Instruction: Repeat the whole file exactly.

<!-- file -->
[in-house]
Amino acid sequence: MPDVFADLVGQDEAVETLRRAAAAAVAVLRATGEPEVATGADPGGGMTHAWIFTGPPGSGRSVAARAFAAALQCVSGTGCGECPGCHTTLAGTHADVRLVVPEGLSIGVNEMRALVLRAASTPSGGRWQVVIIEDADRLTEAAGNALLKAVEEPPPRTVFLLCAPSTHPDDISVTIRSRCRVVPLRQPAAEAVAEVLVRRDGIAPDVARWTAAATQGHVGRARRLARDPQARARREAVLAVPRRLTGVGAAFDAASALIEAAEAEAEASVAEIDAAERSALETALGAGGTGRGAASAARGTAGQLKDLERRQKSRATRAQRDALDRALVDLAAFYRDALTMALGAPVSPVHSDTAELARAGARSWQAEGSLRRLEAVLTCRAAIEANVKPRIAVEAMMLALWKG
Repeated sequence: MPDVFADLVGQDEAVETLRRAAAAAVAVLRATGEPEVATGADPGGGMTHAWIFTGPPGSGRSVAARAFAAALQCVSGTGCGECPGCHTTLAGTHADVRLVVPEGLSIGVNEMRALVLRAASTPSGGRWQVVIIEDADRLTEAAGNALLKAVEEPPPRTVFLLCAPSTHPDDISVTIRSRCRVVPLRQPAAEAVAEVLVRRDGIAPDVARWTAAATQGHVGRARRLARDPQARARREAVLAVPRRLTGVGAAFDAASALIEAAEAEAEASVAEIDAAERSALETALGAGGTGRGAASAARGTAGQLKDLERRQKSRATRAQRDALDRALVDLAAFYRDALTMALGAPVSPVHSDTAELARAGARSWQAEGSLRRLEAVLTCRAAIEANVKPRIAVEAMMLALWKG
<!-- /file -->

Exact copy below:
[in-house]
Amino acid sequence: MPDVFADLVGQDEAVETLRRAAAAAVAVLRATGEPEVATGADPGGGMTHAWIFTGPPGSGRSVAARAFAAALQCVSGTGCGECPGCHTTLAGTHADVRLVVPEGLSIGVNEMRALVLRAASTPSGGRWQVVIIEDADRLTEAAGNALLKAVEEPPPRTVFLLCAPSTHPDDISVTIRSRCRVVPLRQPAAEAVAEVLVRRDGIAPDVARWTAAATQGHVGRARRLARDPQARARREAVLAVPRRLTGVGAAFDAASALIEAAEAEAEASVAEIDAAERSALETALGAGGTGRGAASAARGTAGQLKDLERRQKSRATRAQRDALDRALVDLAAFYRDALTMALGAPVSPVHSDTAELARAGARSWQAEGSLRRLEAVLTCRAAIEANVKPRIAVEAMMLALWKG
Repeated sequence: MPDVFADLVGQDEAVETLRRAAAAAVAVLRATGEPEVATGADPGGGMTHAWIFTGPPGSGRSVAARAFAAALQCVSGTGCGECPGCHTTLAGTHADVRLVVPEGLSIGVNEMRALVLRAASTPSGGRWQVVIIEDADRLTEAAGNALLKAVEEPPPRTVFLLCAPSTHPDDISVTIRSRCRVVPLRQPAAEAVAEVLVRRDGIAPDVARWTAAATQGHVGRARRLARDPQARARREAVLAVPRRLTGVGAAFDAASALIEAAEAEAEASVAEIDAAERSALETALGAGGTGRGAASAARGTAGQLKDLERRQKSRATRAQRDALDRALVDLAAFYRDALTMALGAPVSPVHSDTAELARAGARSWQAEGSLRRLEAVLTCRAAIEANVKPRIAVEAMMLALWKG